A mother and son’s mission to create a guide for lifestyle entrepreneurs

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Angela Journalist Angela Neustatter and her entrepreneur son Cato Hoeben wrote a book together, The Lifestyle Entrepreneur, on the growing opportunities to leave behind the office and make a living off your interests. Things didn’t always run smoothly, but they eventually made a great team; this is how they did it.

As I watch my son Cato, now 35, off to give a lecture on his entrepreneurial lifestyle, up flash the memories of him as a small boy setting up a street stall to sell old toys, computer games, and comics that were no longer wanted. And later concocting an orange juice cocktail, to sell for a couple of coins after a game of football with mates.

He did sciences at university and for his MsC and I assumed he would go into the traditional workplace. But his individual business drive took him in another direction, and that is the subject of The Lifestyle Entrepreneur, a just published book we wrote together. It is based on Cato’s journey from workplace employee to running his own small businesses from home, earning well and happier than he ever was in a formal job.

That’s the good news, but translating his motivation and pleasure in being an entrepreneur and writing a book as a team, telling the good, the bad and the nail-biting ,was an altogether tougher number. Cato and I have always had a good mother-son relationship, give or take the hair-tearing I have done trying to get him to study for exams, be punctual and quit teen tantrums. The idea of doing a guide book to help others see how they might join the ever increasing number of people wanting to set up their own enterprises, in a way that often has a lighter environmental footprint than big office life, seemed a fun notion.

The publisher had a contract ready to sign before we’d stopped to think how precisely we would research and write a book. Cato’s and my workstyles are very different: he does everything online, never printing documents out but filing everything in virtual folders and on Dropbox while I, tend to have sheafs of printed pages. I expected him to pore over these with me and let me stick ‘post-its’ alongside his neatly computer drawn mindmap laying out the core principles of the book. I exploded that this wasn’t how I worked and we ended our first meeting at loggerheads convinced the other would sabotage the chance of a smooth working method.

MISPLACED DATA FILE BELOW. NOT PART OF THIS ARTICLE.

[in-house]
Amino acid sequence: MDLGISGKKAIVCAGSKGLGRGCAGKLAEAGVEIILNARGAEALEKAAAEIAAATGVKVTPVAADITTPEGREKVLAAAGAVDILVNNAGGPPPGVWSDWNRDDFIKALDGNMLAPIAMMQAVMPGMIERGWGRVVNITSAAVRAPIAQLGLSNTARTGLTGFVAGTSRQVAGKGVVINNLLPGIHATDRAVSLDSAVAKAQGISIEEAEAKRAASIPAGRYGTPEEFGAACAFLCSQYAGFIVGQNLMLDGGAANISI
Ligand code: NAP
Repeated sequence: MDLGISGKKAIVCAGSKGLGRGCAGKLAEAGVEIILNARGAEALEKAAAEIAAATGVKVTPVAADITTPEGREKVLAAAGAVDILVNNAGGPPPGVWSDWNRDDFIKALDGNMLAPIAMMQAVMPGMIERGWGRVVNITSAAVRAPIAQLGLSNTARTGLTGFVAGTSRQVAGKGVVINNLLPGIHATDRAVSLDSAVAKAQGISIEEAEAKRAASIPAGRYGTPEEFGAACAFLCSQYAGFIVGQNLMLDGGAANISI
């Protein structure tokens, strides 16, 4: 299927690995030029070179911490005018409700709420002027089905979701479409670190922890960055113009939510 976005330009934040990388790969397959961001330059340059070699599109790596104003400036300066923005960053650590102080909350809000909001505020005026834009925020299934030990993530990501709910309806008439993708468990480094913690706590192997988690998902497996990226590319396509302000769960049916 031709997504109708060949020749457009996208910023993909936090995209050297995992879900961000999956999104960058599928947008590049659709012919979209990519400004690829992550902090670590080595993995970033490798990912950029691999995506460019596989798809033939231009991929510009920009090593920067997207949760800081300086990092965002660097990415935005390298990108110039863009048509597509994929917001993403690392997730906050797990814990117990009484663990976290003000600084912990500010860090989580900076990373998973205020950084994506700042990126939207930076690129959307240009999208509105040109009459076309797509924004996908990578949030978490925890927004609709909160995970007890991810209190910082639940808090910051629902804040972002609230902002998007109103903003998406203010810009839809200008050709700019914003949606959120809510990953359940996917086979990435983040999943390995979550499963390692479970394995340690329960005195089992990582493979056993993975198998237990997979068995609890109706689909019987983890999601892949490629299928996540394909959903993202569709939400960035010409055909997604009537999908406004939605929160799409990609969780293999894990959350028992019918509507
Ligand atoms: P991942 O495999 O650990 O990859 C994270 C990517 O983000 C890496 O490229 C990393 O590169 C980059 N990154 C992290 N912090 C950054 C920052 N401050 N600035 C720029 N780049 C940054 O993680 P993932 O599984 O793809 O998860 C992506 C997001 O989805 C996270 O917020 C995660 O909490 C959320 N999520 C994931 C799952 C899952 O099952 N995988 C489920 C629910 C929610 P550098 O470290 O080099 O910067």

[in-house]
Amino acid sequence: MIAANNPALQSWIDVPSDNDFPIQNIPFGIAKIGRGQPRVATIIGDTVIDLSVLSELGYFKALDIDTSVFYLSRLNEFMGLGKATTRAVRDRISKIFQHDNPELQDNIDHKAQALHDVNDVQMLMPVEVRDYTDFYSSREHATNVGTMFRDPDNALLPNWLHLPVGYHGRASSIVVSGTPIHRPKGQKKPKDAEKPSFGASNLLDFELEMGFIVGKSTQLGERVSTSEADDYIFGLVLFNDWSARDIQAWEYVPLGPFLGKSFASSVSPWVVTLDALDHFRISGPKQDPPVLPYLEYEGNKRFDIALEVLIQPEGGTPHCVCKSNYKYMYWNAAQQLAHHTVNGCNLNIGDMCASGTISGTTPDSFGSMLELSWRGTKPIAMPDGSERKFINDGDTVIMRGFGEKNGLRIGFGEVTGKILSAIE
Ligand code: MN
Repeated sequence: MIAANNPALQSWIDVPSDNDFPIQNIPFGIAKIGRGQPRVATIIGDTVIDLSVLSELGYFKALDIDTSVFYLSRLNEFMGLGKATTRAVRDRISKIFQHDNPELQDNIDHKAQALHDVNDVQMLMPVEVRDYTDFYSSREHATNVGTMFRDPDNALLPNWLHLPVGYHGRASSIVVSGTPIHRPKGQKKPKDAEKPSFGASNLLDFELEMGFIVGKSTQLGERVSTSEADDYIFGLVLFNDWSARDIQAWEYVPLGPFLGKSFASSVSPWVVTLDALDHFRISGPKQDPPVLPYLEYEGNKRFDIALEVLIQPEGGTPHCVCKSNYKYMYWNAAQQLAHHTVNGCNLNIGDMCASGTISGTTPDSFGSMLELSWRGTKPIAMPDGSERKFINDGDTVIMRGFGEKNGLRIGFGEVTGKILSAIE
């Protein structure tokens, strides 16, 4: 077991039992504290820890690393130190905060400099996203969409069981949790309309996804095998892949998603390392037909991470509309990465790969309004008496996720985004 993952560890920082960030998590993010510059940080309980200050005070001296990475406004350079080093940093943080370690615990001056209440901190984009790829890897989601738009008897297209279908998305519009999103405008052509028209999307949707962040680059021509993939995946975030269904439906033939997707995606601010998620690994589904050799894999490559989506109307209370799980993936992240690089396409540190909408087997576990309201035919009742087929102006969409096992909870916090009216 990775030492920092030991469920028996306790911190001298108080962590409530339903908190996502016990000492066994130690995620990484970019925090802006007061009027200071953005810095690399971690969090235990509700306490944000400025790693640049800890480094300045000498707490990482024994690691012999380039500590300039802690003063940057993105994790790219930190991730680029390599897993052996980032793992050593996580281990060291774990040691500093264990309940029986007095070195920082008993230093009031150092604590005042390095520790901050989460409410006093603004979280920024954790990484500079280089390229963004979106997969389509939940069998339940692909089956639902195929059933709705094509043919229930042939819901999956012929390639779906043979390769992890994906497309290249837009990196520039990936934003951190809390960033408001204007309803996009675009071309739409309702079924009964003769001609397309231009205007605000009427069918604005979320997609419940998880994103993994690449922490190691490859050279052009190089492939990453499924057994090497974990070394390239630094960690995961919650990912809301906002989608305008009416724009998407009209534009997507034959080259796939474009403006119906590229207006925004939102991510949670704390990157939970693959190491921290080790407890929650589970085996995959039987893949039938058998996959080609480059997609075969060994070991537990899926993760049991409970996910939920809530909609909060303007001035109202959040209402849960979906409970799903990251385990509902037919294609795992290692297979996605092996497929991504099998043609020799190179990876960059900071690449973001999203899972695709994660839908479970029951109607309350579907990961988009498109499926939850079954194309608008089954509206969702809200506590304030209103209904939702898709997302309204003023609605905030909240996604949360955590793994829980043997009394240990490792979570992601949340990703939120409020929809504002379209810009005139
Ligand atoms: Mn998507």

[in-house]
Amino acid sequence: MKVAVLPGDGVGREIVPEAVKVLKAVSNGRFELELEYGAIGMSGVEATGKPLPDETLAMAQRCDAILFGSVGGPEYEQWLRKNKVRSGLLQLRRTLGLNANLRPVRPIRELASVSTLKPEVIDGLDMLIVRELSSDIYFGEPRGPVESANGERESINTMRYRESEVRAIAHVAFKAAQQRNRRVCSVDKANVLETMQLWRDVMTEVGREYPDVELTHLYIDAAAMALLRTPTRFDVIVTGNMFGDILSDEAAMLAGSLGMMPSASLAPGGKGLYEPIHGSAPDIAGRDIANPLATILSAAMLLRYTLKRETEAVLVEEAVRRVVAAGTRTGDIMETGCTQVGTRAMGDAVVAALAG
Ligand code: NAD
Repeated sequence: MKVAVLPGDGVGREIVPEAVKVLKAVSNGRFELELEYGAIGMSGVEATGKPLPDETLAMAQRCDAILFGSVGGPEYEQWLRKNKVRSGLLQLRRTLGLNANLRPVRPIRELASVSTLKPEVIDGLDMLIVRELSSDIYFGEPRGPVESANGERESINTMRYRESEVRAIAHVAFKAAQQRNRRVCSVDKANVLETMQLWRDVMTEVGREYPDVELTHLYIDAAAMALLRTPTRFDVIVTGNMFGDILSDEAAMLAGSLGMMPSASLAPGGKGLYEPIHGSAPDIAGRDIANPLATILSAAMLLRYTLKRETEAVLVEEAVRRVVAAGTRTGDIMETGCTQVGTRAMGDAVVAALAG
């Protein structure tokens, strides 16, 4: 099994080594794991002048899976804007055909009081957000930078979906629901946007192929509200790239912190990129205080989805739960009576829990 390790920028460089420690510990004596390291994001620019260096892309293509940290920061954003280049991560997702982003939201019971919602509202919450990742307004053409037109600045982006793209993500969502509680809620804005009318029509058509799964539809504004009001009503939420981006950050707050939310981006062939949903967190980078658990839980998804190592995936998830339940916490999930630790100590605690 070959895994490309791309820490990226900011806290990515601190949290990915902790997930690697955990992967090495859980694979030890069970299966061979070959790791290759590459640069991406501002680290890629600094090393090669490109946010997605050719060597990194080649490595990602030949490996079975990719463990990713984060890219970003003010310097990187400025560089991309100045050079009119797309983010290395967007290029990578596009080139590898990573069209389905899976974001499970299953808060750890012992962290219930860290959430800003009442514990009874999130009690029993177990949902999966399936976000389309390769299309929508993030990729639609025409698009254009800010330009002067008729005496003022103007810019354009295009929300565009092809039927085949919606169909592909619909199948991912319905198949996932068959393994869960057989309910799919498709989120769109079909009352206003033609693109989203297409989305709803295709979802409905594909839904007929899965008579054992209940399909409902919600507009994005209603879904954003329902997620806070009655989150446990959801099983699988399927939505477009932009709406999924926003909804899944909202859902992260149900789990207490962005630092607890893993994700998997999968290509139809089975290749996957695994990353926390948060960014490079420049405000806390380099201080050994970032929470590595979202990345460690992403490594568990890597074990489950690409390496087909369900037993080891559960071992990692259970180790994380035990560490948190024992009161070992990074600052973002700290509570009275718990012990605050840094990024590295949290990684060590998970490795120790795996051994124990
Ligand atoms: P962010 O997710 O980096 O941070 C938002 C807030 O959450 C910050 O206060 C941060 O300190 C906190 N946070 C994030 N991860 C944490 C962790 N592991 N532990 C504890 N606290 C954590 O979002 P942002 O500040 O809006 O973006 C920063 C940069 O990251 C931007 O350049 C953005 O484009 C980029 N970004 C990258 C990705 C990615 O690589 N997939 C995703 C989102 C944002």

We had a couple of explosive rows and were hit with the panicky feeling that we might not get the book done. Cato’s exasperation nearly went off the Richter scale when I failed to grasp the technological stuff that is a vital part of an entrerpreneur’s skill base in the digital age. I’m sure I heard my son mutter “never again” on more than a few occasions. I wondered what had happened to the old fashioned idea of children seeing their parents as the wiser generation.

We started off writing the first chapter together, then editing each others’ versions.Cato worked on the practical information – building online communities and markets, ways to get funding, the psychological issues you may encounter. We melded our chapters together seeing the point of what each contributed and as we saw the book coming together, we paid each other lavish compliments. He also made me realise how much more green-aware he was in the way he ran his office, always turning the computer off when he went out; shredding documents he collected and re-cycling them, wearing thick sweaters and only putting heating on when he was so cold his voice went funny and his fingers froze.

Cato spends quite a lot of time in Seville where his wife is based and when he was away we conversed happily by email and sent each other documents which I only occasionally managed to lose in the ether when opening them. After I lost a vital Dropbox file he wrote sternly on the document he replaced it with ‘MOTHER DO NOT TOUCH’.

But in the end, when we held the first copies of the published book and flipped through the chapters and final plan of action for Lifestyle Entrepreneurs, a delighted sense of “hey we did it” came over us both. We hugged and agreed we couldn’t have done it without the other.

The Lifestyle Entrepreneur; How to Turn Your Interests into Money by Cato Hoeben and Angela Neustatter is published by Gibson Square at GBP 8.99 bit.ly/the-lifestyle-entrepreneur

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Photo credit: Adolfo Chavez III from Flickr

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